Nearly 600 miles south of Ecuador lay a cluster of 13 volcanic islands known as the Galapagos Archipelago. Considered to be one of the most volcanic regions in the world, the oldest of the islands is an estimated 4 million years old.


According to the Rochester Institute of Technology Department of Biological Sciences, the islands were discovered by accident in 1535 by father Tomas Berlanga, the bishop of Panama. He described his adventures by noting the tameness of the animals which included birds, tortoises, and marine iguanas. The notorious Charles Darwin became the first individual to study the islands in 1835, three centuries following Berlanga. His studies eventually contributed to his own theory of evolution by natural selection. Today, one of the islands is named after Darwin as well as multiple research facilities located in the archipelago.


In addition to the rich reptilian population found on the Galapagos Islands, nearly 23,000 people are residents of the archipelago. Owned by Ecuador, 95% of the islands consist of the National Park. The remaining 5% consists of nearly 14,000 people disperse among 4 communities. The islands remain one of the few locations left in the world without an indigenous population. Furthermore, as of 2002, nearly 29 species of birds lived among the islands, 26 of which were recorded by Darwin himself. And of course, mammals, sea birds, and plants comprise more than hundreds of species in addition to the aforementioned communities.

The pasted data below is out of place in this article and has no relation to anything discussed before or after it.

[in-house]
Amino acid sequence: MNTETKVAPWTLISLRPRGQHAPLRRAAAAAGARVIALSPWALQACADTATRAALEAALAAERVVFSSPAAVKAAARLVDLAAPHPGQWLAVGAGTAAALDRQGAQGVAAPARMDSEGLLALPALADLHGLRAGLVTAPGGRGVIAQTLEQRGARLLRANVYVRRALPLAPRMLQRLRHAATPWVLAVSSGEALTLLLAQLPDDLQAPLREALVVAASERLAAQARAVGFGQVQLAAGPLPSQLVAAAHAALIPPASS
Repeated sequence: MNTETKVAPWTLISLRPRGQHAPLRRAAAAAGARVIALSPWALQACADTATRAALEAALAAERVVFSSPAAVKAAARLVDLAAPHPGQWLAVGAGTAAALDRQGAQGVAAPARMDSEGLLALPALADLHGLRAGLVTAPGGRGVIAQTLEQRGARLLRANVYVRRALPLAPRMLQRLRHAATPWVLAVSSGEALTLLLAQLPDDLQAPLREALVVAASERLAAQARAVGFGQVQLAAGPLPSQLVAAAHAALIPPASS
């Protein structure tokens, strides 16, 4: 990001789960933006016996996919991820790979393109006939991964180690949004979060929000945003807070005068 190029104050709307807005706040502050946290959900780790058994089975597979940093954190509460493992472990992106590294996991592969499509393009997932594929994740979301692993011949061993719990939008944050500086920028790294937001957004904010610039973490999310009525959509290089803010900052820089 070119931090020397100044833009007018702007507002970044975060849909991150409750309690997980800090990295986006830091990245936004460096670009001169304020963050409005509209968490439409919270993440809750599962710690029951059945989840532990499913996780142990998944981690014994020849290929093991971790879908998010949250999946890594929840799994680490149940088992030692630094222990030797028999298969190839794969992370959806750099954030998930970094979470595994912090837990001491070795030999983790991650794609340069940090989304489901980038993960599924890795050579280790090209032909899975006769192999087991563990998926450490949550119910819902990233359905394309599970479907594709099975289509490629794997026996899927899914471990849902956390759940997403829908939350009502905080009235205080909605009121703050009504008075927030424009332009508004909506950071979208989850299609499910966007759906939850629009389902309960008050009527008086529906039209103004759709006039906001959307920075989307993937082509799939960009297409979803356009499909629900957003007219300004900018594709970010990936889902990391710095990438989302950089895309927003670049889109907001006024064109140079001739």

The main threat in relation to the Galapagos Islands includes the excessive tourist population and other plants and animals introduced by local residents. Because the native species lack natural predators, these foreign species quickly evade the natural habitat and decimate the environment. Many foreign plant species are also a concern. Of the 700 species known to the Galapagos Islands today, only 500 are native. The other, harmful introduced plants include avocado, guava, and balsa which eventually invade and eliminate endemic species.

Of course, information regarding the Galapagos Islands is much more broad than the above listed paragraphs. This article, however, intends to signify the importance of the islands and hopes to in fact, notify society of the troubles it faces. I, myself, have never visited....and only hope much of the natural, unaffected environment remains when I do.

R.I.T. Department of Biological Sciences (2002). Natural history of the Galapagos Islands. Retrieved March 26, 2010 from